While Stark Brewing Co. is still open for delivery and pick-up service, and is providing free meals to some elderly people in need, business has slumped in recent weeks and the future is uncertain as utility bills continue to pile up.
Stark owner Peter Telge said during a recent phone interview that they received a rush of people who turned out to support local businesses like his during the first two weeks restaurants and breweries were forced to close their dine-in services.
Then, he said, business dropped.
“It seems like the novelty of supporting local restaurants has worn out,” Telge said.
Early on, Stark shifted to offer more delivery options through DoorDash and GrubHub, as well as free in-house delivery within five miles for orders of $30 or more. They are offering new retail products like a variety six-pack of beer, a new coconut rum, and a new menu of large family dinners that feed four for under $25, Telge said.
But what used to be a business that made about $25,000 a week in overall sales has dropped to $6,000 or $7,000 a week.
“To make a long story short, it’s been very difficult,” Telge said.
Over half his business came from event space bookings, like weekly poetry nights, live music, bridal and baby showers and more. The year started out looking like it would be one of his busiest years ever. Now, everything is cancelled through May and June, and some have even cancelled their October bookings.
Meanwhile, Telge has kept as many as 13 full-time and part-time employees on the payroll to keep the operation going, but he has stopped taking a paycheck himself and utility bills are going unpaid.
“I’m not paying my bills right now. I’m covering payroll, I’m covering taxes, I’m paying for food right now,” Telge said.
Gas and electricity are required to stay running even without payment per the governor’s executive orders, Telge’s bank has agreed to give forbearance on the mortgage for April and May, though about $5,600 per month of interest will still accrue, Comcast hasn’t offered him any options for a temporary cable shut-down, and ADT Security Services has offered to temporarily reduce his monthly rate from $180 to $20 for six months starting in May, Telge said.
He estimates that by June he will owe about $10,000 for electricity, $8,000 for gas.
At the start of the pandemic shut-down, Telge said he had paid off all his bills, so he’s in a better position than some other small businesses who were already behind on paying some of their expenses.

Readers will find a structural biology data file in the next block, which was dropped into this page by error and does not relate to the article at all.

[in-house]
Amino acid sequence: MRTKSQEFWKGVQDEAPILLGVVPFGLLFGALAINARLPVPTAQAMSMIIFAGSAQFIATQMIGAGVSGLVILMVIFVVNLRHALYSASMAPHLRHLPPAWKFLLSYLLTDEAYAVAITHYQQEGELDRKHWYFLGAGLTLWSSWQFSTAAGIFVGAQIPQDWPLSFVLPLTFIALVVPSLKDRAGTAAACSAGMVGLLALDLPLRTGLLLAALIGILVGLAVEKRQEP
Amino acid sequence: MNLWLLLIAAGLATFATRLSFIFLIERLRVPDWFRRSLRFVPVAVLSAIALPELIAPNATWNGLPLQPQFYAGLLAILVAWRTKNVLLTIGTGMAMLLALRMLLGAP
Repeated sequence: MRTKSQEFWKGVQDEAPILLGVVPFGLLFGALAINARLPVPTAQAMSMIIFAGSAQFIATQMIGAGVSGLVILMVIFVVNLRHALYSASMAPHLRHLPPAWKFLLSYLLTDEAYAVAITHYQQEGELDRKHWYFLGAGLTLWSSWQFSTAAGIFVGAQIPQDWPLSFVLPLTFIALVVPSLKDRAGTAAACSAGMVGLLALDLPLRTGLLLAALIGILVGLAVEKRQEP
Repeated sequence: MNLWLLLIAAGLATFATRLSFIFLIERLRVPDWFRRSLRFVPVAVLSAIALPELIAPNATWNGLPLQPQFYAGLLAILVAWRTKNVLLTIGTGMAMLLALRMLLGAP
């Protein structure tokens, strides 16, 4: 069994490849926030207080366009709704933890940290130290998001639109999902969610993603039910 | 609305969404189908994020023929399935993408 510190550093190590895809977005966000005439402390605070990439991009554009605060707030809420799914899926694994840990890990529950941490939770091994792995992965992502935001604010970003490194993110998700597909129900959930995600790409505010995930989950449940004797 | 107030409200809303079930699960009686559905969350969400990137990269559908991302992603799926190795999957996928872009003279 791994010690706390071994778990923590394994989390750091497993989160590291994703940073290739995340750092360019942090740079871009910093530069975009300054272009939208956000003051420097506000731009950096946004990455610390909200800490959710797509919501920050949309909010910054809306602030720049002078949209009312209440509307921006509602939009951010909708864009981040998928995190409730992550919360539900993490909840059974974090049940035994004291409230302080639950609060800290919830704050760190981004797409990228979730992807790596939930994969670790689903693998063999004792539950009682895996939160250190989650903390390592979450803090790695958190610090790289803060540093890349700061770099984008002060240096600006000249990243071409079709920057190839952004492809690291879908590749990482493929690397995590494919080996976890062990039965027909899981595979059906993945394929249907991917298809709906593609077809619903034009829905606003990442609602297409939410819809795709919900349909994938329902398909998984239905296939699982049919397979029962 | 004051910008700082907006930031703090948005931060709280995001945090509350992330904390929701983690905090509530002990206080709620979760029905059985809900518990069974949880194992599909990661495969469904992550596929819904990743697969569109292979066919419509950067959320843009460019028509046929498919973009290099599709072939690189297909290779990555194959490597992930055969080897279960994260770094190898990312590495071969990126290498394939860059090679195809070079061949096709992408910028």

But he’s worried about what will happen in the post-shutdown period. Will companies be expected to pay everything they owe right away? Is it realistic to expect customers will return in force, or will they trickle back gradually? If sales aren’t strong, will he and others have to spend through their savings?
And while he’s still waiting to hear back about an Economic Injury Disaster Loan he applied for, he was already denied a Paycheck Protection Program because the funds ran out. Telge said he applied on the first day.
While the Small Business Administration assured those payroll loans would be issued on a first-come, first-serve basis, many lenders are coming under fire for allegedly favoring large companies requesting larger loans, particularly restaurant franchise chains.
Despite these concerns, Telge said he is still committed to giving back to the community. They are already regularly delivering free meals to a handful of elderly women and said if anyone else is having a hard time finding a meal they should reach out to him by calling the business.
Like many local distillers in the state, he has taken it upon himself to produce some hand sanitizer. He said he broke even on the first batch, which he sold for $75 per gallon, because he used expensive bourbon grain to make the alcohol.
He sold the sanitizer to the Nashua Post Office, Nashua Police, ProCon in Hooksett, Santander Bank and some area nursing homes, he said.
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